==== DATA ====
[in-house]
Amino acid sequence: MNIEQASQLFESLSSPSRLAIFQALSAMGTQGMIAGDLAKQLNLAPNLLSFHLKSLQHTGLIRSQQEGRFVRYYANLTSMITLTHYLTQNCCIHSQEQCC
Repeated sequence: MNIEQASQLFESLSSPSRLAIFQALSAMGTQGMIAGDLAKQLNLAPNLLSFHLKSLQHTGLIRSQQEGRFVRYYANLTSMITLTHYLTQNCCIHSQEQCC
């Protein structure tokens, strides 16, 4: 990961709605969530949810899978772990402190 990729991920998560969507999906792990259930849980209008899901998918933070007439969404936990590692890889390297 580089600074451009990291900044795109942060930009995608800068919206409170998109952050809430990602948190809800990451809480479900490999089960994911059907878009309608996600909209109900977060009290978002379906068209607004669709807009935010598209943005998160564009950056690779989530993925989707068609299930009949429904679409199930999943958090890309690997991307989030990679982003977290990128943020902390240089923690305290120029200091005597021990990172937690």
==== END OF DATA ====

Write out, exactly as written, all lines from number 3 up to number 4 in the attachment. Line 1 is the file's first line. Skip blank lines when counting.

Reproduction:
Repeated sequence: MNIEQASQLFESLSSPSRLAIFQALSAMGTQGMIAGDLAKQLNLAPNLLSFHLKSLQHTGLIRSQQEGRFVRYYANLTSMITLTHYLTQNCCIHSQEQCC
């Protein structure tokens, strides 16, 4: 990961709605969530949810899978772990402190 990729991920998560969507999906792990259930849980209008899901998918933070007439969404936990590692890889390297 580089600074451009990291900044795109942060930009995608800068919206409170998109952050809430990602948190809800990451809480479900490999089960994911059907878009309608996600909209109900977060009290978002379906068209607004669709807009935010598209943005998160564009950056690779989530993925989707068609299930009949429904679409199930999943958090890309690997991307989030990679982003977290990128943020902390240089923690305290120029200091005597021990990172937690």